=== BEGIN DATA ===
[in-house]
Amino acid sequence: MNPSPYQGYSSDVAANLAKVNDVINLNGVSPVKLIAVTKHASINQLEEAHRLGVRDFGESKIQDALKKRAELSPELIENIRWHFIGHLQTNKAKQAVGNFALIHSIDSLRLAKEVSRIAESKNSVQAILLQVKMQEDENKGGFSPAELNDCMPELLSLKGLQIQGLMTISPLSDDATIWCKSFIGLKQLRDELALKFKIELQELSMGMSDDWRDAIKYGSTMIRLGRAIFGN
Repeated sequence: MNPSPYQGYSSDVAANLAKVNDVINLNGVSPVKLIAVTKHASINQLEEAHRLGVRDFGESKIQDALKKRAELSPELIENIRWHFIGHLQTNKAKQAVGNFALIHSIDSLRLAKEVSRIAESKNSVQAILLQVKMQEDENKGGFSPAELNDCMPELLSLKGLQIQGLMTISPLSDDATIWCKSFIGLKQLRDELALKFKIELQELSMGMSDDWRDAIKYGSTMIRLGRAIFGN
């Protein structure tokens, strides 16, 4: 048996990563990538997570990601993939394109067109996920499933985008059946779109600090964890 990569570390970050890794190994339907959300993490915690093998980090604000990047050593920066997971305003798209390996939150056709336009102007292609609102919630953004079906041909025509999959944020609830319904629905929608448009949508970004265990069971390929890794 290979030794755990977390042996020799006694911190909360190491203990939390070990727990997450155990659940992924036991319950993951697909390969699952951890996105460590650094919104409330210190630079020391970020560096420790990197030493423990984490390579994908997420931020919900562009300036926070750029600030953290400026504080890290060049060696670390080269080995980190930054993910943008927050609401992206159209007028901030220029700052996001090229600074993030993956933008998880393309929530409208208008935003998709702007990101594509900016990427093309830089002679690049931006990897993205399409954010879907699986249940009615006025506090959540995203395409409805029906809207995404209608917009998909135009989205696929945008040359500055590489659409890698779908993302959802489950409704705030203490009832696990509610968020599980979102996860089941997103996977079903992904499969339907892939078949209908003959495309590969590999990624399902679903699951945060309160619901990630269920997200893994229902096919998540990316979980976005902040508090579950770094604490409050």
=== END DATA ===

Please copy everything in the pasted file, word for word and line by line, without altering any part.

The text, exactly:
[in-house]
Amino acid sequence: MNPSPYQGYSSDVAANLAKVNDVINLNGVSPVKLIAVTKHASINQLEEAHRLGVRDFGESKIQDALKKRAELSPELIENIRWHFIGHLQTNKAKQAVGNFALIHSIDSLRLAKEVSRIAESKNSVQAILLQVKMQEDENKGGFSPAELNDCMPELLSLKGLQIQGLMTISPLSDDATIWCKSFIGLKQLRDELALKFKIELQELSMGMSDDWRDAIKYGSTMIRLGRAIFGN
Repeated sequence: MNPSPYQGYSSDVAANLAKVNDVINLNGVSPVKLIAVTKHASINQLEEAHRLGVRDFGESKIQDALKKRAELSPELIENIRWHFIGHLQTNKAKQAVGNFALIHSIDSLRLAKEVSRIAESKNSVQAILLQVKMQEDENKGGFSPAELNDCMPELLSLKGLQIQGLMTISPLSDDATIWCKSFIGLKQLRDELALKFKIELQELSMGMSDDWRDAIKYGSTMIRLGRAIFGN
């Protein structure tokens, strides 16, 4: 048996990563990538997570990601993939394109067109996920499933985008059946779109600090964890 990569570390970050890794190994339907959300993490915690093998980090604000990047050593920066997971305003798209390996939150056709336009102007292609609102919630953004079906041909025509999959944020609830319904629905929608448009949508970004265990069971390929890794 290979030794755990977390042996020799006694911190909360190491203990939390070990727990997450155990659940992924036991319950993951697909390969699952951890996105460590650094919104409330210190630079020391970020560096420790990197030493423990984490390579994908997420931020919900562009300036926070750029600030953290400026504080890290060049060696670390080269080995980190930054993910943008927050609401992206159209007028901030220029700052996001090229600074993030993956933008998880393309929530409208208008935003998709702007990101594509900016990427093309830089002679690049931006990897993205399409954010879907699986249940009615006025506090959540995203395409409805029906809207995404209608917009998909135009989205696929945008040359500055590489659409890698779908993302959802489950409704705030203490009832696990509610968020599980979102996860089941997103996977079903992904499969339907892939078949209908003959495309590969590999990624399902679903699951945060309160619901990630269920997200893994229902096919998540990316979980976005902040508090579950770094604490409050």